The nature of military permanent change of station assignments can create gaps in the U.S. Defense Department’s protected posture to cyber assets. The current approach allows valuable institutional knowledge literally to walk out the door, often being replaced with inadequately prepared personnel walking in. This practice runs contrary to the Pentagon’s stated strategic goals that aim at building and maintaining a skilled workforce rather than solely acquiring new tools.
The 35th annual AFCEA TechNet Indo-Pacific conference featured a panel with top female leaders addressing cybersecurity workforce issues. Having ever-present cybersecurity training, reaching a younger audience on their level and leveraging women who may be seeking a second career are all ways to close the cybersecurity workforce gaps, the leaders said.
For many in the U.S. intelligence community, choosing the profession was neither a career goal nor even a consideration until later in life. Few set out to join the agencies that comprise the community while in high school or college. This pattern—usually based on a knowledge gap—needs to change immediately to meet the United States’ national imperative for a talented and diverse workforce.
The call for diversity and equality that arose nationwide in the wake of the killing of George Floyd by a police officer has reached into the intelligence community, where many who have suffered from discrimination throughout their lives say much work remains to be done. The social needs of the country are mirrored in the community, which needs greater diversity to be able to serve national security needs in a time of dynamic change.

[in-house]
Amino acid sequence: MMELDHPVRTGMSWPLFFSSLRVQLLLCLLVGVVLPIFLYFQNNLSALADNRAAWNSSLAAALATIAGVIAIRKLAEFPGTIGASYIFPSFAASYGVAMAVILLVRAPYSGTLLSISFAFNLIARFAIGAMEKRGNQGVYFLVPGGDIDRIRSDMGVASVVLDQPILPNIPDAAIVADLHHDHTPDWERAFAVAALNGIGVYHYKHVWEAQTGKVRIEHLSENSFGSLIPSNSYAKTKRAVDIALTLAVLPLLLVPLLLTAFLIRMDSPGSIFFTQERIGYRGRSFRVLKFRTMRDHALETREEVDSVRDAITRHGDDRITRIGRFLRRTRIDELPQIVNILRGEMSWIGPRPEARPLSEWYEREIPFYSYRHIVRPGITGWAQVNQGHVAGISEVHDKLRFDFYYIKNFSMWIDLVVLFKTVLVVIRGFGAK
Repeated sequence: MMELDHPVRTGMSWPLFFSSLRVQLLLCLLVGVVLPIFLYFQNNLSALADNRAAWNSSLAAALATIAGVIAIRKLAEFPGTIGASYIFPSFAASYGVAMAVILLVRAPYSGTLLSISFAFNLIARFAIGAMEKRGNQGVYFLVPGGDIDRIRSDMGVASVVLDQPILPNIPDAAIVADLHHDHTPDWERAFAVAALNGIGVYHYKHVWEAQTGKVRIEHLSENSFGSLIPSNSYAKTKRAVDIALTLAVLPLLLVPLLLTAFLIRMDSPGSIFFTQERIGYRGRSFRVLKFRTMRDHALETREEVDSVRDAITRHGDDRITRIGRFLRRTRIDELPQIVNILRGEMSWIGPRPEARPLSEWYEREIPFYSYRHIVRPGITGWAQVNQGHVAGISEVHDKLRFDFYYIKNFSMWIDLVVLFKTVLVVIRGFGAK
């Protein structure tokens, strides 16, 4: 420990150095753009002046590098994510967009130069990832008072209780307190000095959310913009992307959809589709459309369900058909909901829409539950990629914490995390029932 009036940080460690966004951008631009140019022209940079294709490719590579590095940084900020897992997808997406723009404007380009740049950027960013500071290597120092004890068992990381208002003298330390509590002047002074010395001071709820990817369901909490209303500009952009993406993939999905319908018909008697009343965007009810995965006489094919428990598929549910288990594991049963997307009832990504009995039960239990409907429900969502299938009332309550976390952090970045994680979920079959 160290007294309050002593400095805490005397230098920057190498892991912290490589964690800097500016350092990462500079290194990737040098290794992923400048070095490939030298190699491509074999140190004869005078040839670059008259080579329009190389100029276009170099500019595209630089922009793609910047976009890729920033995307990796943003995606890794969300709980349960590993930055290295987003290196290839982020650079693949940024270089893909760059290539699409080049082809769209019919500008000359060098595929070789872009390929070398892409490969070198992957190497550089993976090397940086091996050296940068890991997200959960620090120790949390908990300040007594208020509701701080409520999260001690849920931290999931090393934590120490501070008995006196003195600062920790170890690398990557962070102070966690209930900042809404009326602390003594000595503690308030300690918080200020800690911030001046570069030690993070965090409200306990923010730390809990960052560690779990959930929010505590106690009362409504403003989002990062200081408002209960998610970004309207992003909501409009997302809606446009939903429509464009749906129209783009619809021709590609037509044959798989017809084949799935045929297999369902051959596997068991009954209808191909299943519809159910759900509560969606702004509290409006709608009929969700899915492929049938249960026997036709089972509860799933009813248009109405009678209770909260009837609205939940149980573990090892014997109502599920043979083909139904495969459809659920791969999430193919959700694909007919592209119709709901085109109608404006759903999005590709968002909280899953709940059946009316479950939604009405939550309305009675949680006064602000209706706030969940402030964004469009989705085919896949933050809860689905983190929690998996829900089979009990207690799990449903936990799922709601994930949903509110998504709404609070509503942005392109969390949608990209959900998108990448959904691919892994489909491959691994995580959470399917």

The COVID-19 pandemic has compelled companies involved with intelligence systems and operations to rethink their work approaches to everything from hiring to clearances. Their need to continue to support the intelligence community has led them to new methods of operations that likely will remain in their portfolios long after the virus has passed into history.
The secure nature of providing foreign military intelligence to the U.S. Department of Defense and the intelligence community requires careful stewardship of information and employees in an unclassified and classified environment. Once the COVID-10 pandemic hit, shuttering businesses and altering daily life, the U.S. Defense Intelligence Agency, known as DIA, immediately had to examine and prioritize how to perform that work.
COVID-19 has done more than increase hand-washing and mask-wearing. It has meant an entirely new way of communicating and collaborating. Those on the front lines say some of these changes are here to stay and will last much longer than the pandemic simply because they are more efficient ways to do business.
By using multiple lines of effort, including college and university engagement, social media, virtual events, military outreach and partnerships, the Defense Information Systems Agency is taking a multidimensional approach to the development and growth of its cybersecurity workforce.
According to the (ISC)² 2019 Cybersecurity Workforce Study, the global cybersecurity workforce needs to grow by 145 percent to meet the demand for skilled cybersecurity talent. In the United States, it needs to grow by 62 percent. “It’s a big task,” the report said.
Certain baseline characteristics exist for successful teams, and the more an organization facilitates the development of such characteristics within their operations, the more effective the teams will be. Google’s Project Aristotle followed 180 teams for two years to identify these traits. A panel of Young AFCEANs discussed the results of this research from their own perspectives at WEST 2020, co-sponsored by AFCEA International and USNI.